Gold Dips On Continued Fed Rate Hike Uncertainty

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Gold prices and the corresponding SPDR Gold Trust (ETF) (NYSEARCA:GLD) pulled back in Asia and were trending lower in Europe on Friday. Debate on when the U.S. Federal Reserve might raise interest rates continues to weigh on the price of the yellow metal.

Prospects of a near-term rate hike appear complicated. Though minutes from the July meeting of Fed officials showed a lack of consensus on when the monetary regulator should move to review rates, upbeat jobless data has put a spin on the rates debate.

The Labor Department reported that initial jobless claims shrank by 4,000 to just 262,000 in the last week. Economists were looking for a decrease of jobless claims by 1,000.

Further adding to the uncertainty over lending rates hike was a comment that came Thursday from the President of San Francisco Federal Reserve Bank, John Williams. The official expressed his support for a near-term rate increase, saying that the U.S. economy would be hurt more if the Fed took too long to act.

The upbeat jobless data and the hawkish remarks by Williams seem to be limiting investor appetite for gold.

How gold is behaving

Prices of gold futures for December delivery had touched a session low of $ 1,350.55 in European morning trading. The price of the yellow metal dipped 0.28% in Asian trading. Gold gained 0.62% a day earlier.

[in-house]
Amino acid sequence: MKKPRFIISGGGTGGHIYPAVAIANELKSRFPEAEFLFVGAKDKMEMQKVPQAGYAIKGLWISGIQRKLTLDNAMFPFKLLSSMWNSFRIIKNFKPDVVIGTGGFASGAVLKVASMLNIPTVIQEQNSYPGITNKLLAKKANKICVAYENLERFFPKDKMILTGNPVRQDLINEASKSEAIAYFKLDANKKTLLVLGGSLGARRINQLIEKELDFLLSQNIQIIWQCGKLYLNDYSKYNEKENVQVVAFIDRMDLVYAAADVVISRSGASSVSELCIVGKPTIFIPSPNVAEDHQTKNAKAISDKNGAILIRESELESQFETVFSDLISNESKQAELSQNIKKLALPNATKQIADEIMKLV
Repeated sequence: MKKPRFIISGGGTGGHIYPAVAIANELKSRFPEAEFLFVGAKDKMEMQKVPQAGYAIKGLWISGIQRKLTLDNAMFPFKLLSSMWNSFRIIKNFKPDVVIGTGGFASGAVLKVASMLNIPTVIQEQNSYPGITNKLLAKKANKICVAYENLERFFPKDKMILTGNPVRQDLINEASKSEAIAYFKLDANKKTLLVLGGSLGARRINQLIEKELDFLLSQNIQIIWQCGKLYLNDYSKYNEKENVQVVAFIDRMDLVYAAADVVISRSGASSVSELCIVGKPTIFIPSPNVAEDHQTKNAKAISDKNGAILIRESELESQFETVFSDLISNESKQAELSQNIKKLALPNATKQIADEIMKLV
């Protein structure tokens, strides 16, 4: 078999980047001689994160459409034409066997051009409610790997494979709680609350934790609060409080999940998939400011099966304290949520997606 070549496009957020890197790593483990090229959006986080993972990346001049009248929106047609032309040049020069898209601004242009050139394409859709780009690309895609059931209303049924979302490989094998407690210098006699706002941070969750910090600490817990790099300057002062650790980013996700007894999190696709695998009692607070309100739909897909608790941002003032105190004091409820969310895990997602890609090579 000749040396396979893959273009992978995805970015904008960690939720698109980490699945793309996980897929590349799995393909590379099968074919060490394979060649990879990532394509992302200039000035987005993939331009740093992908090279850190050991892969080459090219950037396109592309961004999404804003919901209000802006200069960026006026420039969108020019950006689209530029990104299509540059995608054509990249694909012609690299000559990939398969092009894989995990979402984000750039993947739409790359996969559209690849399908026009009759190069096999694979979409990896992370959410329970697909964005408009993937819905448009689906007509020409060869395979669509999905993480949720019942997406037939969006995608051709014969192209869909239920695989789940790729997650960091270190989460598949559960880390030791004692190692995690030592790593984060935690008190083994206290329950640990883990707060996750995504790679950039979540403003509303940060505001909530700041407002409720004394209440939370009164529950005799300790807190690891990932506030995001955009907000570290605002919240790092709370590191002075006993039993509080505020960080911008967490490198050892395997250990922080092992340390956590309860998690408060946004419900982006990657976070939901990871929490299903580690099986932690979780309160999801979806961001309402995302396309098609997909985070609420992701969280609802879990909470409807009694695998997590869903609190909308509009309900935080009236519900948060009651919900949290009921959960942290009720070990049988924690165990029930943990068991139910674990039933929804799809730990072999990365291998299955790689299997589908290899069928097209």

Profit-taking also seemed to be playing a role in Friday’s pullback in the price of the commodity.

Prices of gold are up nearly 27% so far in 2016. Analysts see gold holding steady or gaining slightly even if the Fed were to surprise with a near-term rate increase. They cite the uncertainty of the U.S. Presidential election as a reason traders may not be selling gold aggressively.

“The longer the Fed delays a rate rise, the better for gold,” said Jim Steel of at HSBC.

Other precious metals

Other than gold, prices of silver contracts for September delivery were seen sliding 0.98% in European morning trading. Copper futures were also trending down about 0.25% around the same time in Europe.

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